Author Notes: My mother kept a record of her prolific entertaining—who was invited, what was served—on 4x5 file cards in one of those old wooden recipe boxes with the hinged lid. I recently came across an Italian-themed dinner party menu that included tortoni, a childhood favorite I had completely forgotten. Allegedly invented in 1911 by an Italian restaurateur in Paris, this rich dessert straddles the line between ice cream and soufflé, managing to be both decadent and light. - gluttonforlife
For the tortoni:
- 3 egg whites (at room temp)
- 1/8 teaspoon cream of tartar
- 1 cup sugar, divided
- 2 cups heavy cream
- 1/2 cup cold espresso
- 3 tablespoons Kahlua
- 1/2 teaspoon vanilla extract
- 3/4 cups slivered almonds, toasted
- 1/4 cup slivered almonds, toasted and chopped very fine
- In a mixing bowl beat egg whites with cream of tartar to soft peaks. Gradually add 1/2 cup sugar and continuing beating to form stiff peaks. Set aside.
- In another bowl whip 2 cups heavy cream with remaining 1/2 cup sugar and 1/4 cup coffee until stiff peaks form. With motor still running on low speed, add remaining 1/4 cup coffee, Kahlua and toasted almonds. Fold into beaten egg whites.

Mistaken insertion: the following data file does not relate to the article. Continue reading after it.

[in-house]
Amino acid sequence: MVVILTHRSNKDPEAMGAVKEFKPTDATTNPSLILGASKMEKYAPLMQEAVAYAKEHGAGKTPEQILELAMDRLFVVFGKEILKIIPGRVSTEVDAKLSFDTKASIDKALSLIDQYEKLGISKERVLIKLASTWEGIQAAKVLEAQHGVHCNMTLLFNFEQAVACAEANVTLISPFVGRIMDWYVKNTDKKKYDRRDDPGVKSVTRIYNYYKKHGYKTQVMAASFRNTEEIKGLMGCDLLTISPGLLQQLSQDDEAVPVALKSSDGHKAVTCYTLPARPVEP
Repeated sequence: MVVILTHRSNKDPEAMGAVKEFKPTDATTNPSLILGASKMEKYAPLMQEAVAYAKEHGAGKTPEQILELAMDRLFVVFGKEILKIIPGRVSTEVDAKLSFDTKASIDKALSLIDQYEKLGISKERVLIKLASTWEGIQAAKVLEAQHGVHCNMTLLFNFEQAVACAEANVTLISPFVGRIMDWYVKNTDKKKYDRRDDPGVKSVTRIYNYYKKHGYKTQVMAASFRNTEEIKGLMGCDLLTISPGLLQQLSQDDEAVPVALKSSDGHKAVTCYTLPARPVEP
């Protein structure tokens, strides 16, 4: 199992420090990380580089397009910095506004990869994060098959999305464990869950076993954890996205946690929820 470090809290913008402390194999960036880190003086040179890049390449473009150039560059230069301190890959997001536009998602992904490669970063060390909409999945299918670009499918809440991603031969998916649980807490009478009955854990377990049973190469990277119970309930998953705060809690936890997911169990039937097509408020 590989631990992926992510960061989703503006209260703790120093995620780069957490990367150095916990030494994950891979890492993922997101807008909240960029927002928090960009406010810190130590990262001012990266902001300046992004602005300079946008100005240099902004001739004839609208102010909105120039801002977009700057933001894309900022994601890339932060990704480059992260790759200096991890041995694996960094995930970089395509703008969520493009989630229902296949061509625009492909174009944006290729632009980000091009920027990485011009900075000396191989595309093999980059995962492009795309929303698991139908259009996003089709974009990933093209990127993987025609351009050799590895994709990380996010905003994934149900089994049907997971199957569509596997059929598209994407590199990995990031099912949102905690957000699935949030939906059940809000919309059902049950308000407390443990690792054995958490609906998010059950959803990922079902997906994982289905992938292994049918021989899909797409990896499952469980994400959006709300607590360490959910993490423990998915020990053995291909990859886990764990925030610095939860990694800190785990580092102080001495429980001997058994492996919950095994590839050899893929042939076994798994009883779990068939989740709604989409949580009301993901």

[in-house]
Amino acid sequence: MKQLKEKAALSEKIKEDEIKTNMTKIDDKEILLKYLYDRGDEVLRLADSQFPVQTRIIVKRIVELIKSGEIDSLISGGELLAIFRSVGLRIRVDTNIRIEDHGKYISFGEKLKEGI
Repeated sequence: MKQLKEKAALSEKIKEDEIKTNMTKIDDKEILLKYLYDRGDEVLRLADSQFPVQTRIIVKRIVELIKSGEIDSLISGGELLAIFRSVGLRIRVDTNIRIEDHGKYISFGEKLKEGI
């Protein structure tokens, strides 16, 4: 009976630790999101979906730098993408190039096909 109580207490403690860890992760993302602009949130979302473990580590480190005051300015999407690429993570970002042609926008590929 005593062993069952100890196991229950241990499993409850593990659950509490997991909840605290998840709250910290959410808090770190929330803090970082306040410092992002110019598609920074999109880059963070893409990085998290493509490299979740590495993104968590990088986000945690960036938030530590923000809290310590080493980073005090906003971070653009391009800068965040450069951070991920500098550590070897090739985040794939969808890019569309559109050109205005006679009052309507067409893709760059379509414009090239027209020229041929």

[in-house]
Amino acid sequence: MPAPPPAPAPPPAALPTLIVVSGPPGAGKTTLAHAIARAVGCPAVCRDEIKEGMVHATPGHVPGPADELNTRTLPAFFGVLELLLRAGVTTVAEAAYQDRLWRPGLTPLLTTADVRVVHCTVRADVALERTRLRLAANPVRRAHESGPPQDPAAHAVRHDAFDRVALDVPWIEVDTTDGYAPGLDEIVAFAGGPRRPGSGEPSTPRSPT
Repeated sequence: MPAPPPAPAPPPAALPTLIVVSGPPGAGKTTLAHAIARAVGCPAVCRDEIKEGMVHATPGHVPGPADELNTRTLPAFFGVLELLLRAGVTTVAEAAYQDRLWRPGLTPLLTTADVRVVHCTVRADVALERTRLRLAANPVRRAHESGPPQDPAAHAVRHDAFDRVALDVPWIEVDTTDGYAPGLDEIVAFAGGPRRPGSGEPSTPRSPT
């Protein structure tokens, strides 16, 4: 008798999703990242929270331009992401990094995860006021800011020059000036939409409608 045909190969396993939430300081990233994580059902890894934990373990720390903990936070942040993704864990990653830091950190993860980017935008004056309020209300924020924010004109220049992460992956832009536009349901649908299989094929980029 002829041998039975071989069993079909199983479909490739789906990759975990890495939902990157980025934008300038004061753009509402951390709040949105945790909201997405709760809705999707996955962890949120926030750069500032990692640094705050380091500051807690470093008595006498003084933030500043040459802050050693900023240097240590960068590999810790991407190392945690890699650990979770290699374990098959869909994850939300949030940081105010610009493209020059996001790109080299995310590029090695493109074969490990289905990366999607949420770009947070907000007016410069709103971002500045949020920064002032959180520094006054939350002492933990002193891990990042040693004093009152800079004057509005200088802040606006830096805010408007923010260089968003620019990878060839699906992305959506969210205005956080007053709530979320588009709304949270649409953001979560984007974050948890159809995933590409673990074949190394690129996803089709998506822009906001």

- Spoon mixture into an 8-inch springform pan, cover with plastic wrap and wrap entire pan with foil to catch any leaks. Freeze overnight.
- 4 ounces bittersweet chocolate
- 1/3 cup heavy cream
- 2-3 tablespoons agave nectar (or corn syrup)
- 1/2 teaspoon almond extract
- pinches sea salt
- Melt the chocolate in a double boiler and stir in remaining ingredients, mixing well and allowing to thicken. (Add sweetener in increments and stop when it's where you like it.) Cool.
- To serve tortoni, unwrap and remove springform ring. Pour chocolate sauce into a squeeze bottle and create decorative swirls on top, or simply drizzle with a spoon. Sprinkle with chopped almonds. Slice into wedges.
- This recipe was entered in the contest for Your Best Italian Dessert